Similarly, your online messaging should be centralized in a landing page dedicated to coronavirus updates, information, and mitigation efforts. This page could include information on potential exposures within your organization, contingency plans and preventative measures, your company statement regarding the pandemic, and links to external resources such as the CDC, or John Hopkins’ interactive coronavirus map.

Larger brands might want to form an entire COVID-19 task force, to assess your organization’s assets, needs and risks, and manage your brand’s communications strategy. The team should be relatively small, containing representatives from your brands main functions, including HR, legal, client relations, and communications/marketing.  

The team should be able to do a SWOT (Strengths, Weaknesses, Opportunities, Threat) analysis for your brand’s coronavirus preparedness, which would take into account the various health, safety, personnel, legal and business impacts from the pandemic. The team should meet regularly to monitor the situation and give regular updates to your key stakeholders. Again, transparency is critical: Let people know the impact that a development has on your organization (whether good or bad), the amount of information that you already know, what new information you might need to acquire, and all relevant information sources. 

Know Your Audience: Employees

Once you have your team in place and your organization’s relative strengths and weaknesses, it’s important to tailor your message to each of your main stakeholder groups. First among these must be your employees: Hoteliers are often on the “front lines” interacting with guests and implementing enhanced hygiene and social distancing measures. If they aren’t informed of your brand’s coronavirus messaging, response strategy, or protocols, outside communications will become more difficult and people could be put at risk. 

Unfortunately, many hoteliers are also the first to face the possibility of pay cuts, furloughs or layoffs as a result of the economic impacts of the pandemic. They will undoubtedly be nervous about the status of their jobs, and will look to company leaders to clarify the situation and outline a plan for the future. It is absolutely vital that you communicate with your employees early and often, and are as upfront and transparent as possible一even if it means having difficult conversations or conveying bad news.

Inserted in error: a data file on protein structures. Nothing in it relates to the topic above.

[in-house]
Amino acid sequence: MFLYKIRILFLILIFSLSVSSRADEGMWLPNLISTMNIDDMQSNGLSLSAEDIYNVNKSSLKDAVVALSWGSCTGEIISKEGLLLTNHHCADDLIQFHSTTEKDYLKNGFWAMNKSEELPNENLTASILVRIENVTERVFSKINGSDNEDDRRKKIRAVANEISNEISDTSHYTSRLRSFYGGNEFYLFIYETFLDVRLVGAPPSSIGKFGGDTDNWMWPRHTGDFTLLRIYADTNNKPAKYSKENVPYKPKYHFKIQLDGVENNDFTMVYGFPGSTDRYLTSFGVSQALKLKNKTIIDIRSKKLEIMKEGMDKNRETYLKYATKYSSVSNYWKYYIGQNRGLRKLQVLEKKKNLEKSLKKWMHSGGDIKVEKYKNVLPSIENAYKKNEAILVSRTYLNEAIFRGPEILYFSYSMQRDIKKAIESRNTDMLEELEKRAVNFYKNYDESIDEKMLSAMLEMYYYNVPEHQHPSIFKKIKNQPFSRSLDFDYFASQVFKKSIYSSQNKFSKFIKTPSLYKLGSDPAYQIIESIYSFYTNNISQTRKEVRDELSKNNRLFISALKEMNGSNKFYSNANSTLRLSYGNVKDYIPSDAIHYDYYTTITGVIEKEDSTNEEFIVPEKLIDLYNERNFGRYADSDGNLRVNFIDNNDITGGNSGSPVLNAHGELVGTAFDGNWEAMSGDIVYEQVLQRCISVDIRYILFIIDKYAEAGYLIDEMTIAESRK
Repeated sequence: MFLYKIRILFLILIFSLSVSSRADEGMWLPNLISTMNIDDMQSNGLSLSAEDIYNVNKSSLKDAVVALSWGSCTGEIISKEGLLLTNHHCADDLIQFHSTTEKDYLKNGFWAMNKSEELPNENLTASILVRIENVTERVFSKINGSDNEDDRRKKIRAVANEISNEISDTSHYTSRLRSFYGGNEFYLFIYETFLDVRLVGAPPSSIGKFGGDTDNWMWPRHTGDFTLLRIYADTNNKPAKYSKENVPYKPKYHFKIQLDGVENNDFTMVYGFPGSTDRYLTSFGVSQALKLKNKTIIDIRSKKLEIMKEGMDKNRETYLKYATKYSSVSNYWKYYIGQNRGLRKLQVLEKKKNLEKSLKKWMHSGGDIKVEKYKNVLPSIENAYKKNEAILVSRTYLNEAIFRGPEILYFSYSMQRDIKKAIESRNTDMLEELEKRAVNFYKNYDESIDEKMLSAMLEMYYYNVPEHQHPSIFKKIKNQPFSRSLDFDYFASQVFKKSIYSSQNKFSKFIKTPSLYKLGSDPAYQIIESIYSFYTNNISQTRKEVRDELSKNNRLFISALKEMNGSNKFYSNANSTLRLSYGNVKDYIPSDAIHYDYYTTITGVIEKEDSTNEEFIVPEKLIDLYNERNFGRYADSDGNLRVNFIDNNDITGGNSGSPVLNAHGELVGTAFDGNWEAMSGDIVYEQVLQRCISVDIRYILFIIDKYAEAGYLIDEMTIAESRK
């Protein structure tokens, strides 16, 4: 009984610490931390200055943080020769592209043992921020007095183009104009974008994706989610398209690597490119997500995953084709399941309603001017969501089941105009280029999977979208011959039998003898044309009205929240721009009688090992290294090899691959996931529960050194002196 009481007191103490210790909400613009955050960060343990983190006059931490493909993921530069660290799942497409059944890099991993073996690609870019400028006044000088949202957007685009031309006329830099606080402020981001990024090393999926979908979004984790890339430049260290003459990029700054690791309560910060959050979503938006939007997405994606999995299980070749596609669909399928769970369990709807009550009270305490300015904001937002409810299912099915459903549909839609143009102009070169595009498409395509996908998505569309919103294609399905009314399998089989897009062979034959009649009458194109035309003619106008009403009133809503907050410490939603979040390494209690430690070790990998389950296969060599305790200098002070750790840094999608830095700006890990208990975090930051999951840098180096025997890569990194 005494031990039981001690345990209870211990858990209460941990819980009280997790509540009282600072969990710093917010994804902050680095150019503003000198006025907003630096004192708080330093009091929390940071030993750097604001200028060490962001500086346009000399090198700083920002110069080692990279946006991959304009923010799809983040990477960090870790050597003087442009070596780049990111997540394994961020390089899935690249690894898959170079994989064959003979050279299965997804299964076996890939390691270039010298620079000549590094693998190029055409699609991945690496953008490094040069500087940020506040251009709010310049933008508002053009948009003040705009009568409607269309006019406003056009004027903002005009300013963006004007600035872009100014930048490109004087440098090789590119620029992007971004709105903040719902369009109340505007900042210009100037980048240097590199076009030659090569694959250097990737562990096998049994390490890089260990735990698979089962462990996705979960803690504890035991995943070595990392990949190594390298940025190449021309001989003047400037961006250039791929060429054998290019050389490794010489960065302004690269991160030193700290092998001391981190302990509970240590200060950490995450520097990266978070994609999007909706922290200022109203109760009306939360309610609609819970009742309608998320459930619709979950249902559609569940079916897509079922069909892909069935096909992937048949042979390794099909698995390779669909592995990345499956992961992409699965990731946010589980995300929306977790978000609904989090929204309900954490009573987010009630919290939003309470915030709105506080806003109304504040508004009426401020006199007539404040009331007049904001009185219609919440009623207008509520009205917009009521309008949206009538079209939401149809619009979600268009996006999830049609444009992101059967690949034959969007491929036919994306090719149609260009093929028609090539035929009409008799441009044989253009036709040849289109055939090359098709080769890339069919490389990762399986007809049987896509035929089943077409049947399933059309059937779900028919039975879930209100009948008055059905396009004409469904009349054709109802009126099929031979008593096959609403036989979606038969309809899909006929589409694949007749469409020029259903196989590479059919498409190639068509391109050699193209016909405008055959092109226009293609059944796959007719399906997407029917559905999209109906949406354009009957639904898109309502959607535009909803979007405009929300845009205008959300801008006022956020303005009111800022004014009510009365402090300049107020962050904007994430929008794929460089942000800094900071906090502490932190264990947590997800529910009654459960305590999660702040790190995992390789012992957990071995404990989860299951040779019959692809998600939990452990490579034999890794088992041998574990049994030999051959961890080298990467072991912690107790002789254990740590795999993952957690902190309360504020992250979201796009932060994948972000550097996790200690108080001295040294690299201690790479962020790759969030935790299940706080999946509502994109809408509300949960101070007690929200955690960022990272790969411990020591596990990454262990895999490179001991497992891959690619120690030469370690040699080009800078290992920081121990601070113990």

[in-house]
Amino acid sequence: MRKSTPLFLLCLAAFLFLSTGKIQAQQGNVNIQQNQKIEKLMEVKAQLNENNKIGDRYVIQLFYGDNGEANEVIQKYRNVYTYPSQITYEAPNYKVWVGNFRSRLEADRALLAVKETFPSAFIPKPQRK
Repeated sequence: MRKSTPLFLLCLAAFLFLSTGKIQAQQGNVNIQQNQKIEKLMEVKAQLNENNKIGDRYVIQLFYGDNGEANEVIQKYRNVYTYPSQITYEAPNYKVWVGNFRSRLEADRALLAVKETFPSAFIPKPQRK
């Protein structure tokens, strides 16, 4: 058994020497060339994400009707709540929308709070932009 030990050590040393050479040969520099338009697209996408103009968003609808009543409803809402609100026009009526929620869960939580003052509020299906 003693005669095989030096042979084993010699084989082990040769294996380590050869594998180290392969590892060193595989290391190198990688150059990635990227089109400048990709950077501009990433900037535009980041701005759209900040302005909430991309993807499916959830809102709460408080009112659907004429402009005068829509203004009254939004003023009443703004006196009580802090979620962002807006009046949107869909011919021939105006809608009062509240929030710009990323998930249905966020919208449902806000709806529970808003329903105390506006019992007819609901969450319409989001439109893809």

We’ve written about this in more depth elsewhere, but it’s important to stress that you should explore all creative cost-cutting measures一including executive and C-suite pay cuts一before resorting to layoffs in a time of crisis. And if you do need to engage in extensive furloughs, look into creative partnerships with hiring industries, to ensure that your employees have a source of income through the duration of the crisis. 

Know Your Audience: Customers and Guests

Guests will also have concerns, whether it is about their health and safety visiting your properties, the status of an upcoming trip, or whether they can refund a visit cancelled by a state shelter-in-place order. Here, it’s important to respond with empathy, and to provide relief or compensation whenever possible.  Remember, eventually this crisis will pass and guests will travel again, so consider offering credit for a future visit rather than a straight refund. 

It’s also important to continue to market your brand throughout the duration of the crisis.  With more time spent at home, people are turning to social media for entertainment and social connection.  Now is the perfect time to maintain your brand’s visibility, and to inspire future visits when the pandemic finally lifts. It’s also an opportunity to experiment with creative messaging campaigns like humorously promoting social distancing in your ads, or creating digital mixed tapes to simulate a visit to your property. 

In the Midst of a Crisis, Never Lose Your Head

COVID-19 has severely impacted public health, the global economy, and especially the travel and hospitality industries. Although it is a global crisis, it is something we can all overcome with the right kind of innovation, organization and leadership.  And good leadership starts with good communication: ensuring your brand’s message is consistent, empathetic, and above all honest and transparent. In this sense, crisis communication is more than just “good PR,” it’s about helping to lead the industry through the worst crisis in a generation. And as hoteliers, we’re more than up to the task.